== null comparison expressions, even though linter software tends to
null as separate values. The
first comes up in many constructs in the core language—an
uninitialized variable, a parameter that wasn't passed, a missing
field in an object, or a call to a function that doesn't return
anything all have the value
null value has the ring
of a C null-pointer, and tends to be common in library interfaces—a
child-less DOM node has a
firstChild property of
getElementById with a non-existent ID gives you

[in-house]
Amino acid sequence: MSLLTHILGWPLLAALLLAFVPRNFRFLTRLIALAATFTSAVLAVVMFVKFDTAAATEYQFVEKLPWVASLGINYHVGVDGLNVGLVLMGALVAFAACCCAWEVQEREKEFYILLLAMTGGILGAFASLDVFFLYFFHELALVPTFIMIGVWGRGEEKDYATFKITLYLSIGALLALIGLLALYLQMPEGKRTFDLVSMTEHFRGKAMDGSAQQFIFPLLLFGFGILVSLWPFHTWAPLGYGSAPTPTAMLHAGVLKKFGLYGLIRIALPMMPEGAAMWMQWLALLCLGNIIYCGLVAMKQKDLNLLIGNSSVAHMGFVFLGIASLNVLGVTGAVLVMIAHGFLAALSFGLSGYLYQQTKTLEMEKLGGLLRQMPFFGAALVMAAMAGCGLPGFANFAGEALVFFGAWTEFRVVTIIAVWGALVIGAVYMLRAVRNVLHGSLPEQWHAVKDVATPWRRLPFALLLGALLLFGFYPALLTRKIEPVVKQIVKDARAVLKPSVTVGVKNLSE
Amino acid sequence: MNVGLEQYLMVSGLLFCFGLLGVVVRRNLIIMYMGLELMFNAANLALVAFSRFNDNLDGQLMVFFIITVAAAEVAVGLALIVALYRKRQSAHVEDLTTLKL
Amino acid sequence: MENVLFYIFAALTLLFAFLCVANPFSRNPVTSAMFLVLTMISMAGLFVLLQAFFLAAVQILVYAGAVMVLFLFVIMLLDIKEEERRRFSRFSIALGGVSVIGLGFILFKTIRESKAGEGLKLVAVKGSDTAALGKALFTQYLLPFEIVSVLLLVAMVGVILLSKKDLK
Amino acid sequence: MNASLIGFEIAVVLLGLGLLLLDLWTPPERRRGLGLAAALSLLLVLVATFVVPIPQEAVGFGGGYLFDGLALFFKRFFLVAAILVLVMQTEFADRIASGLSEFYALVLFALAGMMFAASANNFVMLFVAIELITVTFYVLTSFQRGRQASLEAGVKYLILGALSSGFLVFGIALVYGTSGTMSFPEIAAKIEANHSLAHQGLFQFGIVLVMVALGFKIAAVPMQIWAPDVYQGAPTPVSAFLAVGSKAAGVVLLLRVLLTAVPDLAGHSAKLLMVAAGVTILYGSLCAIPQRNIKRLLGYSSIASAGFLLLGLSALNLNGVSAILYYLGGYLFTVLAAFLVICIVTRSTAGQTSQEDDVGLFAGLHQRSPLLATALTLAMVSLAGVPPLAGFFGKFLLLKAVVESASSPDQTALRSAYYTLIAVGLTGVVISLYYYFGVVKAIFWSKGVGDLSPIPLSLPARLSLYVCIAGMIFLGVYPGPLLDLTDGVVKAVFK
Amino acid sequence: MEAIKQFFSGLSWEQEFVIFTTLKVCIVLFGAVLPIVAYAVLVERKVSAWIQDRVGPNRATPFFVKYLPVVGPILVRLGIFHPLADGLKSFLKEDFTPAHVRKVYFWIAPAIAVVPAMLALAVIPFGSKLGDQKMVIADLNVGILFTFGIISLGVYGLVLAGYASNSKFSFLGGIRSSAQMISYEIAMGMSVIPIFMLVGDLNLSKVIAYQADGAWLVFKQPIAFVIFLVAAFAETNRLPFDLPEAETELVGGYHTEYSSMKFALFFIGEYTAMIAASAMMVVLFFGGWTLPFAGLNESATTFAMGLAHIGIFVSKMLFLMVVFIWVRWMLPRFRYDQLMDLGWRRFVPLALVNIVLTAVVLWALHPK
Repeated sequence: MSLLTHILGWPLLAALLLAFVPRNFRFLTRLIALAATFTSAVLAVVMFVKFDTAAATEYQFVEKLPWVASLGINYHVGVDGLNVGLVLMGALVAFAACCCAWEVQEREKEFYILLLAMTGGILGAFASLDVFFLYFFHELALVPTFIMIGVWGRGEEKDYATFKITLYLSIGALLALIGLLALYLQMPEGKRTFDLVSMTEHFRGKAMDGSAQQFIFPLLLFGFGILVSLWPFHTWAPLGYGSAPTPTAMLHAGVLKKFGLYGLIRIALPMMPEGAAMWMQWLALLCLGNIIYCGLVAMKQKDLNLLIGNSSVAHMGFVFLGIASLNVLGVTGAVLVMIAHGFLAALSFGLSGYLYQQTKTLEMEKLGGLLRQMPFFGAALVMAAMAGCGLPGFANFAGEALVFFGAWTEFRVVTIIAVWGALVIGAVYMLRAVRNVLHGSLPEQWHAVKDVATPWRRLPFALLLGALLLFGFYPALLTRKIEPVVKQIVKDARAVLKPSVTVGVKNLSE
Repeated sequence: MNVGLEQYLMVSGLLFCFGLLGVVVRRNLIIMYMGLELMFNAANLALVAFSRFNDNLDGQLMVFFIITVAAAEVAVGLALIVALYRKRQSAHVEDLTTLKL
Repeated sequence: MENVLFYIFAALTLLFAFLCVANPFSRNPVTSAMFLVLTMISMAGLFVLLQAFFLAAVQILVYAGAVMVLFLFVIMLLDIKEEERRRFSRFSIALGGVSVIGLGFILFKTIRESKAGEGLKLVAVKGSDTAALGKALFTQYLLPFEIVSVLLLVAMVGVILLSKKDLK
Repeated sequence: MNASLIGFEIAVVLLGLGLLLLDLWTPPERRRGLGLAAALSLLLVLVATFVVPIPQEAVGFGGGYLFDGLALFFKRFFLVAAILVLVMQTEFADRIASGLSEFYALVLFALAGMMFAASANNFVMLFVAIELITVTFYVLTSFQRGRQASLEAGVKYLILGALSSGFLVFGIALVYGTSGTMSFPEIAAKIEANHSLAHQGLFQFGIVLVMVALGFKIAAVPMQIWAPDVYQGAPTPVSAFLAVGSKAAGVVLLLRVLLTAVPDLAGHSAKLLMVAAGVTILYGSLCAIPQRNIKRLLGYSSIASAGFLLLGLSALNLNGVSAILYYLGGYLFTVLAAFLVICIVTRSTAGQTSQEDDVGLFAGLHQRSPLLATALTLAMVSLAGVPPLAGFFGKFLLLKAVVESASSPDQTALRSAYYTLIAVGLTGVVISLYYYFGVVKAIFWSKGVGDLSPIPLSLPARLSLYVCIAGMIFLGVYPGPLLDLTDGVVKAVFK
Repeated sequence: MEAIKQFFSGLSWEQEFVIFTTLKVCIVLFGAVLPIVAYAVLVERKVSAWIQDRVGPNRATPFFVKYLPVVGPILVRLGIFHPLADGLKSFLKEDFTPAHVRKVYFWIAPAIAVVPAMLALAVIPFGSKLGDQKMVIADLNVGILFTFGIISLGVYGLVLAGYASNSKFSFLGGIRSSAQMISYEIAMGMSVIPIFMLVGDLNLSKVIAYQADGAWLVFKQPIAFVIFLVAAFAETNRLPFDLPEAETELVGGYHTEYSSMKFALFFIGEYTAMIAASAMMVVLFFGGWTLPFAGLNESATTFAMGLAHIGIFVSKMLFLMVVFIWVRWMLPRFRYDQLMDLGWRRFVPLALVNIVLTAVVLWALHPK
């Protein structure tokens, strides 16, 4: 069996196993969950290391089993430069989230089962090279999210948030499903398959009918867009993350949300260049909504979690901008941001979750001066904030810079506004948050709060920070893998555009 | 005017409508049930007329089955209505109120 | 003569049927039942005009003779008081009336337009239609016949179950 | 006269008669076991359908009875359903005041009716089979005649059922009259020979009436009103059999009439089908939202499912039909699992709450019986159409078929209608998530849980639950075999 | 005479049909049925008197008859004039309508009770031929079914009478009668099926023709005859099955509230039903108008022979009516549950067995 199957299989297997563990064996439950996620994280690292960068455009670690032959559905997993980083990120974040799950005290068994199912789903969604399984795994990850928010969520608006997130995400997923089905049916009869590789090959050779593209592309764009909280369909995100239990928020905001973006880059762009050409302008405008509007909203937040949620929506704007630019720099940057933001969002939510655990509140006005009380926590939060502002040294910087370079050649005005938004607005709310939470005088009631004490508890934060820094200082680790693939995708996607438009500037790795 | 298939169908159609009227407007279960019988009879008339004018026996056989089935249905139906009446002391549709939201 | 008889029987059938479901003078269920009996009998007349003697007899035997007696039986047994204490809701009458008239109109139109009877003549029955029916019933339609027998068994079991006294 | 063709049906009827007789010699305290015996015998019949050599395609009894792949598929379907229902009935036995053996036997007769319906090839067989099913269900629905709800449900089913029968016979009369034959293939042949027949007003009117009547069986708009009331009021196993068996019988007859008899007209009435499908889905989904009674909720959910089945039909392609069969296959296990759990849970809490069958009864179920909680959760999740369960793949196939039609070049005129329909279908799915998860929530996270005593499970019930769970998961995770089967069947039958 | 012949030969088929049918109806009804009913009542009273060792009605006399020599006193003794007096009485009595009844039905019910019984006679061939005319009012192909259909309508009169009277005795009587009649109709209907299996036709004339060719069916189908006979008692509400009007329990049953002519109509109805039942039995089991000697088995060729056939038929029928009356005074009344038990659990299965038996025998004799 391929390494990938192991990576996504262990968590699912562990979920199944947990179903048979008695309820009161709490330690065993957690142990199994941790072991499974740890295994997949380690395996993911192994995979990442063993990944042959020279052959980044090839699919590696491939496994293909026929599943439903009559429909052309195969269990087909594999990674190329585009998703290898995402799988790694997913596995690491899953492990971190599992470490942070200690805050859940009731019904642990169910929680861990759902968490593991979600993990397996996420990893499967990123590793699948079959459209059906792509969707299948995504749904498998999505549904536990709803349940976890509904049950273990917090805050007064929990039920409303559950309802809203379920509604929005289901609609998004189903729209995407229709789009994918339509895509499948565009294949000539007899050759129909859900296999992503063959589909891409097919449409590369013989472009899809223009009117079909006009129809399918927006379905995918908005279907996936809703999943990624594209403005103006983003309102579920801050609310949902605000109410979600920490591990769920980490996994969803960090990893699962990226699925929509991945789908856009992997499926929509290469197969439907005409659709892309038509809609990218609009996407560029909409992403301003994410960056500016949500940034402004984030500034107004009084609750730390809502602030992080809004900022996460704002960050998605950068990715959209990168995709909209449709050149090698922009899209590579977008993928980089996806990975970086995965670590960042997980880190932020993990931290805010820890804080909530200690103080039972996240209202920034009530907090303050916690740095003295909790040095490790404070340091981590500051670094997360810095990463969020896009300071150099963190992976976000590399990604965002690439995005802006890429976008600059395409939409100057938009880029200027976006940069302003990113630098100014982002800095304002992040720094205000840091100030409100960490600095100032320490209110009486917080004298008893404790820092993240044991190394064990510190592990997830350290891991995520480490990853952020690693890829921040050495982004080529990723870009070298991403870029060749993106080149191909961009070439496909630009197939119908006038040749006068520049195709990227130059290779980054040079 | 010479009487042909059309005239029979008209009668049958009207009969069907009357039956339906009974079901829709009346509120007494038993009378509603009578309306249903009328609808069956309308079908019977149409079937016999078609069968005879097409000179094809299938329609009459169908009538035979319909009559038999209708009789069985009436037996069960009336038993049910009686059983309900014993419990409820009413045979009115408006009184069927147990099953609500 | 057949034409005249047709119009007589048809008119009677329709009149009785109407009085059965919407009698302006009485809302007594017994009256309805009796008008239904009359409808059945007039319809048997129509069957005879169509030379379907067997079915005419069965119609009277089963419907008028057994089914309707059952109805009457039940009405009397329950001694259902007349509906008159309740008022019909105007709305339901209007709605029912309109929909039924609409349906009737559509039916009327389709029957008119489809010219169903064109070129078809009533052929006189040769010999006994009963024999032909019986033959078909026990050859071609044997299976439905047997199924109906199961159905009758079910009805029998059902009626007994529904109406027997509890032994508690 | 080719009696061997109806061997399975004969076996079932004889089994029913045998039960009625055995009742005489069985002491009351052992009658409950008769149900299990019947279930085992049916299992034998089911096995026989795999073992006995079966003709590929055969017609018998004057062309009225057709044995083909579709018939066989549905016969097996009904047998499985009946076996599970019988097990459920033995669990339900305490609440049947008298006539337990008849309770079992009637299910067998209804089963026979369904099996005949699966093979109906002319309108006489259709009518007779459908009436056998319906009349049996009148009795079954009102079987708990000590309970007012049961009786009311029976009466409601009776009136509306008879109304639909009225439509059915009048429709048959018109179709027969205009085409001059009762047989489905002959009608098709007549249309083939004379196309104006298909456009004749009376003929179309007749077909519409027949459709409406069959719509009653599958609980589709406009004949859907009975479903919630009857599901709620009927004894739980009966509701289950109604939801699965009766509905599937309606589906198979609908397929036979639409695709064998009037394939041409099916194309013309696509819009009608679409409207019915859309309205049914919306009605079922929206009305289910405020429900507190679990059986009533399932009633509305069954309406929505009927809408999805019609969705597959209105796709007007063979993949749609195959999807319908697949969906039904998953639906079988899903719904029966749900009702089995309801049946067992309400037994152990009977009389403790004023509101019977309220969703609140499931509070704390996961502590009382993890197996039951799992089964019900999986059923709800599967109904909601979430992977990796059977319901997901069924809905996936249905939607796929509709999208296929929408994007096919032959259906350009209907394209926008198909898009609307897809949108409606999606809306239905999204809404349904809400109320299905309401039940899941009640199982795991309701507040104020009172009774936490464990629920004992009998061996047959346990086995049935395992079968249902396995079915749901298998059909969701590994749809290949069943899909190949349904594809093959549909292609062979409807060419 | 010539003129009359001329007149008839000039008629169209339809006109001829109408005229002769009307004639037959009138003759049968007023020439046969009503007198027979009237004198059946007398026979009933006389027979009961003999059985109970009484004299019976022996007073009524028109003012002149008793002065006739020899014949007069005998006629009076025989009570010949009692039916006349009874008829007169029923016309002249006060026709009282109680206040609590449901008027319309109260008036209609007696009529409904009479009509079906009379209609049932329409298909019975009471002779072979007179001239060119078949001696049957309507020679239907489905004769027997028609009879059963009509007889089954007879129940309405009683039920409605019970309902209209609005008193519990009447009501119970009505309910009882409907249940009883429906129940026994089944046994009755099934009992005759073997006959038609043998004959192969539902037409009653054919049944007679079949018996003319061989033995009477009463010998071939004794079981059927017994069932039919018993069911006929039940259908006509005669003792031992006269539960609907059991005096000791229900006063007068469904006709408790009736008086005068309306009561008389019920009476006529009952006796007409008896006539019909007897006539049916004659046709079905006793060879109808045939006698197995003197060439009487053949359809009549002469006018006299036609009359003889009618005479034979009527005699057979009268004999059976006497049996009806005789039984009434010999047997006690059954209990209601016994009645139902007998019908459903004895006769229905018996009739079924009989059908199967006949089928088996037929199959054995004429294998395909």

null, and so on.
I have found the distinction between
undefined to be
mostly useless—a cognitive burden without merit.
The interesting distinction is usually between 'non-values' and actual values.
== null (or
!= null, as it may fit) pattern is...
typeof X == "undefined".
nullvalues, saving external code the bother of worrying what they are passing in.
_.isNulland similar helper functions, which I unexplicably see pop up in many projects.
So I've made it policy in my code, whenever possible (which is pretty
much always) to treat
undefined interchangeably when
accepting them as input. This saves both myself and the users of my
libraries one more thing to worry about.
(For output, I tend to stick to
null, so as to not force my sins on
the poor souls who have to code under the tyrannical eye of JSLint.)